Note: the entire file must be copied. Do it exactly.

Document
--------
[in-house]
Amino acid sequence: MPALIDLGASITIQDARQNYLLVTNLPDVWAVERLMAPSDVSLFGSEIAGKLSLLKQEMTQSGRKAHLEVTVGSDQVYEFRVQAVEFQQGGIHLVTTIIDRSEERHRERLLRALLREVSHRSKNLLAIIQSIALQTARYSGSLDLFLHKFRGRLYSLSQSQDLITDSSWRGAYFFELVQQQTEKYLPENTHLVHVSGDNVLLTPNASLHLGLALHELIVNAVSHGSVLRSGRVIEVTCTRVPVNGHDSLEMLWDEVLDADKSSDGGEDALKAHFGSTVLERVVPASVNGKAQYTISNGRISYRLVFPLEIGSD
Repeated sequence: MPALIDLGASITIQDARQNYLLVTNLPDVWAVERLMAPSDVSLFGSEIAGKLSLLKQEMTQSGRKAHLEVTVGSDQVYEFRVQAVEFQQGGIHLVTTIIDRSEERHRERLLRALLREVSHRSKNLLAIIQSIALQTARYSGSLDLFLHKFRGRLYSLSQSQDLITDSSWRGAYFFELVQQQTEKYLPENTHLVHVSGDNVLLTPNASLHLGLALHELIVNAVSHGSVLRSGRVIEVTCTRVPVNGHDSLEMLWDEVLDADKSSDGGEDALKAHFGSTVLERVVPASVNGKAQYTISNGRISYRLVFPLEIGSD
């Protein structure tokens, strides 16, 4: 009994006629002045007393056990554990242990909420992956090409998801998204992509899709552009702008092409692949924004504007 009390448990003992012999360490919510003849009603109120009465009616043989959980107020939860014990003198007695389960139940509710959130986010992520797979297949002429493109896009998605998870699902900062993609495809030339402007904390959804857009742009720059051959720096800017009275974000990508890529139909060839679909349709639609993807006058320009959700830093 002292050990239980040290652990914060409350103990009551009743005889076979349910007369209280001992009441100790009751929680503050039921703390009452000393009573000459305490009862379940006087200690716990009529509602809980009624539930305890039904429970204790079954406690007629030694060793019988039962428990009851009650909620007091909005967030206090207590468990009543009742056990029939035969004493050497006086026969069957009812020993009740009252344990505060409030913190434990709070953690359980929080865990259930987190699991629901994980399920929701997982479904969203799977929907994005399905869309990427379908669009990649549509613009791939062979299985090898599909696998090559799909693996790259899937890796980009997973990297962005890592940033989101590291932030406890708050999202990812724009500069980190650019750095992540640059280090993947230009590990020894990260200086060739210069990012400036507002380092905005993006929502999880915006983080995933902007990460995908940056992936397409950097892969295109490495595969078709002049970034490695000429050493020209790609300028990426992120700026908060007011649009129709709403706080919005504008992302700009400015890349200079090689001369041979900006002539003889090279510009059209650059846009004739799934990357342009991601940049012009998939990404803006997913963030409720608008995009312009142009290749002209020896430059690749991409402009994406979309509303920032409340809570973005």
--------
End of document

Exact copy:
[in-house]
Amino acid sequence: MPALIDLGASITIQDARQNYLLVTNLPDVWAVERLMAPSDVSLFGSEIAGKLSLLKQEMTQSGRKAHLEVTVGSDQVYEFRVQAVEFQQGGIHLVTTIIDRSEERHRERLLRALLREVSHRSKNLLAIIQSIALQTARYSGSLDLFLHKFRGRLYSLSQSQDLITDSSWRGAYFFELVQQQTEKYLPENTHLVHVSGDNVLLTPNASLHLGLALHELIVNAVSHGSVLRSGRVIEVTCTRVPVNGHDSLEMLWDEVLDADKSSDGGEDALKAHFGSTVLERVVPASVNGKAQYTISNGRISYRLVFPLEIGSD
Repeated sequence: MPALIDLGASITIQDARQNYLLVTNLPDVWAVERLMAPSDVSLFGSEIAGKLSLLKQEMTQSGRKAHLEVTVGSDQVYEFRVQAVEFQQGGIHLVTTIIDRSEERHRERLLRALLREVSHRSKNLLAIIQSIALQTARYSGSLDLFLHKFRGRLYSLSQSQDLITDSSWRGAYFFELVQQQTEKYLPENTHLVHVSGDNVLLTPNASLHLGLALHELIVNAVSHGSVLRSGRVIEVTCTRVPVNGHDSLEMLWDEVLDADKSSDGGEDALKAHFGSTVLERVVPASVNGKAQYTISNGRISYRLVFPLEIGSD
């Protein structure tokens, strides 16, 4: 009994006629002045007393056990554990242990909420992956090409998801998204992509899709552009702008092409692949924004504007 009390448990003992012999360490919510003849009603109120009465009616043989959980107020939860014990003198007695389960139940509710959130986010992520797979297949002429493109896009998605998870699902900062993609495809030339402007904390959804857009742009720059051959720096800017009275974000990508890529139909060839679909349709639609993807006058320009959700830093 002292050990239980040290652990914060409350103990009551009743005889076979349910007369209280001992009441100790009751929680503050039921703390009452000393009573000459305490009862379940006087200690716990009529509602809980009624539930305890039904429970204790079954406690007629030694060793019988039962428990009851009650909620007091909005967030206090207590468990009543009742056990029939035969004493050497006086026969069957009812020993009740009252344990505060409030913190434990709070953690359980929080865990259930987190699991629901994980399920929701997982479904969203799977929907994005399905869309990427379908669009990649549509613009791939062979299985090898599909696998090559799909693996790259899937890796980009997973990297962005890592940033989101590291932030406890708050999202990812724009500069980190650019750095992540640059280090993947230009590990020894990260200086060739210069990012400036507002380092905005993006929502999880915006983080995933902007990460995908940056992936397409950097892969295109490495595969078709002049970034490695000429050493020209790609300028990426992120700026908060007011649009129709709403706080919005504008992302700009400015890349200079090689001369041979900006002539003889090279510009059209650059846009004739799934990357342009991601940049012009998939990404803006997913963030409720608008995009312009142009290749002209020896430059690749991409402009994406979309509303920032409340809570973005």